Old Perth Fire Station
Old Perth Fire Station (Fire Brigade No. 1 Station) is located at 35 Murray Street, at its intersection with Irwin Street, Perth, Western Australia The Fire Station was the first purpose-built fire station in Western Australia. It was opened in 1901 and continued in operation until 1979. The building now houses the FESA Fire Safety Education Centre and Museum.

Built form
The Fire Station was designed by Michael Cavanagh with Romanesque Revival stylistic influences and built around 1900. It is a two storey rusticated limestone and tile roofed corner building, and has a diverse facade with arches, turrets and recessed colonnades.

The Fire Brigade's original premises were located in the undercroft area of the Perth Town Hall, for which they paid a nominal rent. In 1899 the Fire Brigades Board proposed that land be bought in the proximity of the Town Hall and a new Fire Station be built. In October 1899 it was reported that the Roman Catholic Bishop Gibney had offered some land at the intersection of Murray and Irwin Streets, which was then purchased for ₤3,125. A list of architects was then submitted to the Board which on 26 October 1899 selected Michael Cavanagh, with the stipulation that the building he design not exceed ₤4,000. Michael Cavanagh, was an architect who came from Adelaide to Perth in 1895, attracted by the gold boom prosperity in Western Australia, forming his own architectural firm, Cavanagh & Cavanagh, with his brother James. Cavanagh also designed the Great Western Hotel (Brass Monkey Hotel), alterations to St Mary's Cathedral, Mount Hawthorn Hotel (Paddington Ale House), Fremantle Fire Station (1908), St Patrick's Basilica ( Fremantle), Sisters of Mercy Convent ( Bunbury) and remodelled the Archbishop's Palace. In the early 1900s Cavanagh was a member of the Perth City Council and a member of the Perth Fire Brigade Board. The building was completed in December 1900 and the Fire Brigade moved into their new premises on 1 January 1901. By 1910, the Fire Brigade was finding it necessary to expand and decided that the No 1 Fire Station would have to be extended in order to accommodate extra plant, extra workshop accommodation, Boardroom and Officers` Quarters. The block adjacent to the Fire Station in Irwin Street was purchased from the Roman Catholic Church and the Board at a cost of ₤2,100 pounds. This block of land had a school building on it, so the building committee recommended that the Fire Brigade Staff (many of whom were skilled tradesmen) "...undertake the building of the workshops and lecture room with the old material available in the School". James (Jack) Learmonth Ochiltree was appointed as the architect for the additions (Ochiltree's firm, Ochiltree & Hargrave, went on to design a number of Inter-War Art Deco buildings in Perth). The additions to the building, consisting of new boardroom, offices, apparatus room, ambulance shed, store and chief officers` quarters, and was completed in 1914.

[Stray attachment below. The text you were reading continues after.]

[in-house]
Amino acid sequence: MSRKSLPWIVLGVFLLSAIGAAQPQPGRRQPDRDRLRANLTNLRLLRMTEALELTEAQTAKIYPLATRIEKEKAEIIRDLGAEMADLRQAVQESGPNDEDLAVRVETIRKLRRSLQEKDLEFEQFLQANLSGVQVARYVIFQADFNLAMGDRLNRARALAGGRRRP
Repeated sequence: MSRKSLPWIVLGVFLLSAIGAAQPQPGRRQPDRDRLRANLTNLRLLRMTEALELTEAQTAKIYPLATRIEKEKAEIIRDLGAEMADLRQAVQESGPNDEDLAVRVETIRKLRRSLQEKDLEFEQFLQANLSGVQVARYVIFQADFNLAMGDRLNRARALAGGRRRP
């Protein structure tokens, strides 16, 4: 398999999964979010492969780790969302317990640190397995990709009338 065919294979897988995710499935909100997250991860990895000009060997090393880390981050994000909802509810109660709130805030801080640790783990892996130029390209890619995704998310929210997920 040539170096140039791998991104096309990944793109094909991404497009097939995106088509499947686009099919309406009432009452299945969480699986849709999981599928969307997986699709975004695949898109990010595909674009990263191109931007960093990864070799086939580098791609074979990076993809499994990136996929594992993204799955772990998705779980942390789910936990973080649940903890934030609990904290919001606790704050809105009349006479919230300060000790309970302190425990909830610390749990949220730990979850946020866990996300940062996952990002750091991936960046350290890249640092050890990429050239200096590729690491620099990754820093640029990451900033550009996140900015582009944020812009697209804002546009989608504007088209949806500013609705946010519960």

Current use
In 1979, the Perth Fire Brigade vacated the building, which was subsequently restored between 1983 and 1985. The external work involved re-roofing with terracotta tiles to match existing, reconstruction of a limestone arch which had been replaced with a concrete lintel to suit larger and higher engines and replacement of columns, mouldings and original doors which had been removed. Internal work included new timber stairs, toilets and a theatrette. New ceiling cornices and ceiling roses were installed to match the period and the existing. The building was reopened in 1985 as the Fire Safety Education Centre and Museum. In 2006 further refurbishment works were undertaken to address access by people with disabilities to the buildings and facilities.

Heritage value
The Old Perth Fire Station building was entered into the Register of the National Estate by the Australian Heritage Commission on 21 March 1978 and was classified by the National Trust (WA) on 1 December 1975. The building is also included on the City of Perth's Municipal Inventory and was interim listed on the State Register of Heritage Places on 13 March 1992. On 3 December 2008 the building was permanently listed on the Western Australian Heritage Register.